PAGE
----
A brew tour with zero driving

Portland -- aka Beervana -- has more breweries than pretty much any other city in the world, including 50+ micros within the city limits alone. Lucky for people who drink all that stuff, we've also got one of the best and most meticulous public transit systems in the world. Here's how to use our trains, streetcars, and buses to fully experience all the IPAs, IRAs, PNWPAs, ESBs, and even longer acronyms you don't understand. (Note: all of these trips can be plugged into TriMet's trip planner for step-by-step directions so you don't get lost).

Stop 1: Start small, as in the smallest (and oldest) microbrewery in Portland, Tugboat, which makes small-batch English-style ales that are neither pasteurized nor filtered. How small is it? There're only 50 seats in the entire joint, though a lot of that space is taken up by brewing facilities, the 15-keg bar, and old-school jazz bands.

Stop 2: Walk a few blocks North and enter Deschutes, an offshoot of the popular Bend brewery named for the Eastern Oregon river. The place is always packed (often with MILFs taking in a pint with the kid in tow!), so sidle up to the bar and order up a tasting tray of seasonals and standbys like Mirror Pond and Black Butte Porter.

Stop 3: Board the Westbound streetcar and get off at the historic Bridgeport Brewery, which set up shop in an ancient brewery from the boom days, when lumberjacks and scallywags flocked to the area to drown their sorrows, and ended up drugged and hauled off to sea. Good show, scallywags! The two-tier brewery cranks out more than 100,000 barrels a year, including its trademark IPA.

Stop 4: Walk SE to Union Station and ride the MAX Yellow line North to Albina/Mississippi. Get off and walk to Widmer Brothers, the largest microbrewery in the US, which dominates across the nation with its infamous Hefeweizen and Drifter Pale Ale. As with most organizations that try to take over entire nations, they also serve excellent German nosh in the Gasthaus, which you should eat before taking a tour of the city block-wide brewing operation.

Stop 5: Walk SE and board the streetcar heading South to OMSI. Exit at Hair of the Dog, one of the weirdest (and most delicious) breweries ever. Brews like the trademark Fred pack nutty and fruity flavors, with gigantic globs of yeast known to be found in the bottom of each glass. They're safe. Order up a tasting tray, and prepare to be confused and delighted about what you're drinking.

Stop 6: Walk to the Hawthorne Bridge and board bus 10 going toward Harold St. Take a nap... this is the longest ride, but worth it. Get of at 28th and Steele and walk over to Gigantic Brewing, a hidden, open-air brewery where you can sit on picnic tables and slug amazingness like the 7.3% The City Never Sleeps saison. Consider getting a $10 growler to go... the next ride's also a lil' long.

Stop 7: Go back to that same bus and head back from whence you came. Exit at SE Grand & Hawthorne, then take the PSU streetcar and get off at Burnside Brewery, a place so weird and yet so skilled that they can do ish like put charred beef hearts, curry, and ground urchin in beer and still make it good. They've also got normal stuff, but be sure to grab something to eat like the ridiculous lobster burger to start soaking up the barley in your belly.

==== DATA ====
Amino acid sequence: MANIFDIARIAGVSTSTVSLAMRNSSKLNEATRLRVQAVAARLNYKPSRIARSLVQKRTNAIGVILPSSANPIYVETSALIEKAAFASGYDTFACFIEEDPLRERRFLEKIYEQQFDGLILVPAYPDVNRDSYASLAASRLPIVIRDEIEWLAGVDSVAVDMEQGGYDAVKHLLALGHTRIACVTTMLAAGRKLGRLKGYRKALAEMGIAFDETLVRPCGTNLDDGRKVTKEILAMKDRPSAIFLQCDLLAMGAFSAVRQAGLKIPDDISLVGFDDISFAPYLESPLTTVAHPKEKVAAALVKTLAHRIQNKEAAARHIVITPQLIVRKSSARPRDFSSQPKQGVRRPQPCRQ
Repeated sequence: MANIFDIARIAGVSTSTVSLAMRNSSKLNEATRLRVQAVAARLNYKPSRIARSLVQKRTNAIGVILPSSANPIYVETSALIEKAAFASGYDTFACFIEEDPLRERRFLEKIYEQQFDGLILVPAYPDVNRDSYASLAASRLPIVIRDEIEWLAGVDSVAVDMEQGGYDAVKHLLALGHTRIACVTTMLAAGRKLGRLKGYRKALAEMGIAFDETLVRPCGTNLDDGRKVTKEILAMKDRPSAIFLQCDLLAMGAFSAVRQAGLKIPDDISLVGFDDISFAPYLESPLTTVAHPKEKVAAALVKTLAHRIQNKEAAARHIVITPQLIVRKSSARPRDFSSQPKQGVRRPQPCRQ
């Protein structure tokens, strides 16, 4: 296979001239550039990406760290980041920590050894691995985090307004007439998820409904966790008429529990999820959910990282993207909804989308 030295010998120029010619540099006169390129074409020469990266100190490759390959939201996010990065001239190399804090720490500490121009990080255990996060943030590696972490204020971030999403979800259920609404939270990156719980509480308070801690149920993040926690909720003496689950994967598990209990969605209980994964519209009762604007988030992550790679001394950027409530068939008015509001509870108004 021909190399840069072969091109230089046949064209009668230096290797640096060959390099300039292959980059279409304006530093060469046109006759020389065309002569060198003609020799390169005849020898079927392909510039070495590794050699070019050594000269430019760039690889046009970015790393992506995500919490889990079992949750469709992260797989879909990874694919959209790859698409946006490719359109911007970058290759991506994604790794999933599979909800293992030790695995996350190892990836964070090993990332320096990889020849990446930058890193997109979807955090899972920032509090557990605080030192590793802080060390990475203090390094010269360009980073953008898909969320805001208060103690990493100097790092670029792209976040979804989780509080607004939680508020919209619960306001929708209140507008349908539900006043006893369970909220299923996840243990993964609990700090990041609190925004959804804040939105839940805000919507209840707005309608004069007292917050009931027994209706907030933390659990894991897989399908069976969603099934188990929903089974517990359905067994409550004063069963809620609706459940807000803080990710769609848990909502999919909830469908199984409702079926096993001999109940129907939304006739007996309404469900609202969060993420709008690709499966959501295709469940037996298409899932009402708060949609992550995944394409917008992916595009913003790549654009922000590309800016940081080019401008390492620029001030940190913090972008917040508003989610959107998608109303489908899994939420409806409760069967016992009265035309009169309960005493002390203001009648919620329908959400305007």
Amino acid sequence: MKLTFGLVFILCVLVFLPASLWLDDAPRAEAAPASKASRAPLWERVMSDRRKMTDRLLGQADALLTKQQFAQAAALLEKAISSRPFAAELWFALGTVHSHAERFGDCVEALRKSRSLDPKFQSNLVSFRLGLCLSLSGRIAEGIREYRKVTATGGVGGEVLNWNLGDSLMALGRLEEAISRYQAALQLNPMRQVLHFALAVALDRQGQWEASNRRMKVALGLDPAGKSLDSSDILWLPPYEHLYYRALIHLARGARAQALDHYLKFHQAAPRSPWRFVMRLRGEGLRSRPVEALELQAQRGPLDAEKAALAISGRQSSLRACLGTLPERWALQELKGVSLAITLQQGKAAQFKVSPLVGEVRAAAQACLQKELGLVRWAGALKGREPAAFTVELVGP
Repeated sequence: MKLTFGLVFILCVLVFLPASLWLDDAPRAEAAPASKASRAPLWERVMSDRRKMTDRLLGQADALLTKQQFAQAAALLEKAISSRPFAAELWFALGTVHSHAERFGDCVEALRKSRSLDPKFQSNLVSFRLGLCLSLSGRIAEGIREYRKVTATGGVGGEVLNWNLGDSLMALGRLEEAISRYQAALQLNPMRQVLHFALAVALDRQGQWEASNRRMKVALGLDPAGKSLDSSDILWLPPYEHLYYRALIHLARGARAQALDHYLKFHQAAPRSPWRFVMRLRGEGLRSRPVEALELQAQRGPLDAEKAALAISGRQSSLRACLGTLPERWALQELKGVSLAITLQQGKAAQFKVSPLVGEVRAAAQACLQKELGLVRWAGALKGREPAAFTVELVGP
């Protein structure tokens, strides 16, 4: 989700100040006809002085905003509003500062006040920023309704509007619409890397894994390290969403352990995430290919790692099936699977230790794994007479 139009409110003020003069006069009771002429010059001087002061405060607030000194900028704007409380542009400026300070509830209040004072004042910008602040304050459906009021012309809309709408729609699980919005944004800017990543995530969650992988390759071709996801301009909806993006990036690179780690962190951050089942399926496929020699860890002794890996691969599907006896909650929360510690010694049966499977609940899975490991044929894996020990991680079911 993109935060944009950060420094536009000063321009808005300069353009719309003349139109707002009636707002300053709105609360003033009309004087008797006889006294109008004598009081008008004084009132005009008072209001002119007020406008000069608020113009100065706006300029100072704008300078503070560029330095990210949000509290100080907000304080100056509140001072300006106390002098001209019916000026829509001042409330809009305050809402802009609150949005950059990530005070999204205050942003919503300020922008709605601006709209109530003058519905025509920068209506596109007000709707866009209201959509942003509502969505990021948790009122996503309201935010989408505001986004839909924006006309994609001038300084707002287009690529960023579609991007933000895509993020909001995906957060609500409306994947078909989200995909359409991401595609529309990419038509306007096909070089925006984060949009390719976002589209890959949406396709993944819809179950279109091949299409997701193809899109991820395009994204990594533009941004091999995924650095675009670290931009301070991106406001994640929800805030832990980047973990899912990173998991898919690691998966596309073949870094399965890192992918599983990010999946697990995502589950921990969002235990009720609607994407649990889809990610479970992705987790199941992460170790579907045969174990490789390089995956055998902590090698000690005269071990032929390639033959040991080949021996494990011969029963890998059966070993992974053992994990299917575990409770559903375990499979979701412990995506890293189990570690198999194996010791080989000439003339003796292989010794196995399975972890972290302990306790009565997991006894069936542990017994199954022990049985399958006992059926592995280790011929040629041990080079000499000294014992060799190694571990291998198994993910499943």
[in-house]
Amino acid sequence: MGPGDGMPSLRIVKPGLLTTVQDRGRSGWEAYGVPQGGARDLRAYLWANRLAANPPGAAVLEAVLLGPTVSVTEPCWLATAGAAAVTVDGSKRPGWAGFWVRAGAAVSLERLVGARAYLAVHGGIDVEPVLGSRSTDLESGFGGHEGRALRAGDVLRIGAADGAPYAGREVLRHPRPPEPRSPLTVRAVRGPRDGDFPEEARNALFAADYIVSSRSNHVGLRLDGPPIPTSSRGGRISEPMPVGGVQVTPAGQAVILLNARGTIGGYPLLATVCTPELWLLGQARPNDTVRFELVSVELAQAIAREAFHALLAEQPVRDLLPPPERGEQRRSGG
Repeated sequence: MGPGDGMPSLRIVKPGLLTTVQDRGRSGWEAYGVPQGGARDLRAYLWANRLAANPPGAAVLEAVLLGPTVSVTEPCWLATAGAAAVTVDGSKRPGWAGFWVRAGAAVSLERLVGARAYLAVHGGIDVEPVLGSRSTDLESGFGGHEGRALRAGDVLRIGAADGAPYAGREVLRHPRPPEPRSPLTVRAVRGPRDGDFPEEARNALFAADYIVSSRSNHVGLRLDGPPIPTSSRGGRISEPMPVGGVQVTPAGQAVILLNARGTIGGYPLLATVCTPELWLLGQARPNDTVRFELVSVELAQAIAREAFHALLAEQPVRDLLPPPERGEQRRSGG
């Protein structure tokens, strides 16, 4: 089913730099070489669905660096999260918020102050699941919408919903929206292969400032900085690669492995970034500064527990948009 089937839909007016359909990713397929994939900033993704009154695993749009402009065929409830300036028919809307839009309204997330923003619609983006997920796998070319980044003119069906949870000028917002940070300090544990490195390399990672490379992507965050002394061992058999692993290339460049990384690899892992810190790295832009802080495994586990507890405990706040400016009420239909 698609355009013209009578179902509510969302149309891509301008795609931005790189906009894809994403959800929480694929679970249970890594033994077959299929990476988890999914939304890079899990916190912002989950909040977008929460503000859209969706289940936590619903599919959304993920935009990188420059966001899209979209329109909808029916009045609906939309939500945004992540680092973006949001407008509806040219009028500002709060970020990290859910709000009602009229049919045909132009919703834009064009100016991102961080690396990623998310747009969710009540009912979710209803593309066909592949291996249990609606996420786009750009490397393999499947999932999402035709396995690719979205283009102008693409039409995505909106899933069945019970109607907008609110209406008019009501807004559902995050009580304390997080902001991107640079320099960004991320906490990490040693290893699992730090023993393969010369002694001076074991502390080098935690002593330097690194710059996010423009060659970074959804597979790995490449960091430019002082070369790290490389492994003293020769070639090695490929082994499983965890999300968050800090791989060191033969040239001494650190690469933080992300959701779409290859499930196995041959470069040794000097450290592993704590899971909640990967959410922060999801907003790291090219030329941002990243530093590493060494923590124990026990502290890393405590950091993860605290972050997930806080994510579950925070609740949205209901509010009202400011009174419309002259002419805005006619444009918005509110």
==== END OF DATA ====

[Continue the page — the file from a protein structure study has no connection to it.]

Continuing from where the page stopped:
Stop 8: Walk a few blocks NE and over to the sprawling Base Camp Brewing, which's like an adventure sports junkie's dream-come-true, especially if said junkie's sport of choice is drinking a lot of beer and looking at pictures of other people partaking in adventure sports. Order up the S'more Stout and they'll even blowtorch a marshmallow to the side of your pint to replicate a campfire experience (which is also replicated by the outdoor fire pits).

Stop 9: Time to go North, so pop down to MLK and jump on Northbound bus 6 and exit at Beech. Walk a few blocks West to the rustic Amnesia Brewery, which will make you forget you were ever there with its heavy Desolation IPA and Slow Train Porter that you can watch them brew from the open-air bar. There's also a huge, covered patio where you can pet and eat dogs: the place is Fido-friendly, and they grill sausages on a huge smoker.

Stop 10: Walk a few blocks East to Williams and hit up the Fifth Quadrant, the base of hometown heroes Lompoc, which also rocks a covered patio where you can slug award-winners like C-Note and the LSD (Lompoc Strong Draft), which is sure to make you trip... over your own feet, since it clocks in at about 7%. You can also hit up the adjoining Side Bar, which pours Lompoc's small-batch, barrel-aged brews.

Stop 11: Walk a block South on Williams to the Hopworks Urban Brewery Bike Bar for a slice of pizza and pints of the Organic Velvet ESB and the DOA (Deluxe Organic Ale), then hit up the stationary bikes outside and burn off some carbs while totally not puking. From exertion

Stop 12: Walk to MLK, take the Northbound #6 to NE Dekum, and walk to the magnificent Breakside Brewery. Spice up your tongue with the chili/ chocolatey 9.5% Aztec, then cool it off with some pulled pork nachos before diving into the prophetically named barrel-aged Old Whiskey Dick.

Stop 13: Hop on the Eastbound 75, get off at 33rd, and walk to Kennedy School, a gigantic, renovated elementary school with a brewery inside. Get yourself a hotel room at the front desk (they're converted classrooms), then go to Detention: one of the five bars on the premises. Light up a cigar and order a Rubinator -- their version of a black-and-tan w/ Terminator Stout & Ruby fruit beer -- then roam the grounds until your legs totally fail you. Now get some sleep. Only, like, 43 more breweries to go tomorrow!!

Deschutes Brewery in Portland.
Bridgeport Brewing.
Widmer Bros. Brewing.
Gigantic Brewing.
Burnside Brewing Company.
Base Camp Brewing.
Amnesia Brewing.
Lompoc's Fifth Quadrant.
Hopworks' Bike Bar.
Breakside Brewing.
Kennedy School.